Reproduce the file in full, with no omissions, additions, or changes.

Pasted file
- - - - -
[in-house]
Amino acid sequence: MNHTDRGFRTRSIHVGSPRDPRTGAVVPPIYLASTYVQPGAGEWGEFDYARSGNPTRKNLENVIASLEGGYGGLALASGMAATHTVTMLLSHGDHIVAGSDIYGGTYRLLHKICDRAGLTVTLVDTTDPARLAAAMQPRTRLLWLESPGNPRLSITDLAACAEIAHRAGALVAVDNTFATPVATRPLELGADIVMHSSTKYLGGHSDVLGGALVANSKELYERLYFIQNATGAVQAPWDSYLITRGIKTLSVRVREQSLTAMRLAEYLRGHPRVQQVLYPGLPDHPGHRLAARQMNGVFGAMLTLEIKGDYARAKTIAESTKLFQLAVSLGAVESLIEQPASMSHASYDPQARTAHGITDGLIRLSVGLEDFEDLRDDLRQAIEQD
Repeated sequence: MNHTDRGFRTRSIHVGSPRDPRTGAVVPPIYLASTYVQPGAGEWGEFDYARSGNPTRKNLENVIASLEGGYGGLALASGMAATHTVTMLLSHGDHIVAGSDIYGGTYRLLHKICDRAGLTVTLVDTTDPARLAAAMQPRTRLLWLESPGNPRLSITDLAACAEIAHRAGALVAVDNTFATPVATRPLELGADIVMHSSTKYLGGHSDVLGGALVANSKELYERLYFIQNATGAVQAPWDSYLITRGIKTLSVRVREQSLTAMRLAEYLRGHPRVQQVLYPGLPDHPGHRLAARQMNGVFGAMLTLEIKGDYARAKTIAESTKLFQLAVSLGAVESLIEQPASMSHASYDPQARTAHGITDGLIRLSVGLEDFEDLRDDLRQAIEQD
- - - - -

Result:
[in-house]
Amino acid sequence: MNHTDRGFRTRSIHVGSPRDPRTGAVVPPIYLASTYVQPGAGEWGEFDYARSGNPTRKNLENVIASLEGGYGGLALASGMAATHTVTMLLSHGDHIVAGSDIYGGTYRLLHKICDRAGLTVTLVDTTDPARLAAAMQPRTRLLWLESPGNPRLSITDLAACAEIAHRAGALVAVDNTFATPVATRPLELGADIVMHSSTKYLGGHSDVLGGALVANSKELYERLYFIQNATGAVQAPWDSYLITRGIKTLSVRVREQSLTAMRLAEYLRGHPRVQQVLYPGLPDHPGHRLAARQMNGVFGAMLTLEIKGDYARAKTIAESTKLFQLAVSLGAVESLIEQPASMSHASYDPQARTAHGITDGLIRLSVGLEDFEDLRDDLRQAIEQD
Repeated sequence: MNHTDRGFRTRSIHVGSPRDPRTGAVVPPIYLASTYVQPGAGEWGEFDYARSGNPTRKNLENVIASLEGGYGGLALASGMAATHTVTMLLSHGDHIVAGSDIYGGTYRLLHKICDRAGLTVTLVDTTDPARLAAAMQPRTRLLWLESPGNPRLSITDLAACAEIAHRAGALVAVDNTFATPVATRPLELGADIVMHSSTKYLGGHSDVLGGALVANSKELYERLYFIQNATGAVQAPWDSYLITRGIKTLSVRVREQSLTAMRLAEYLRGHPRVQQVLYPGLPDHPGHRLAARQMNGVFGAMLTLEIKGDYARAKTIAESTKLFQLAVSLGAVESLIEQPASMSHASYDPQARTAHGITDGLIRLSVGLEDFEDLRDDLRQAIEQD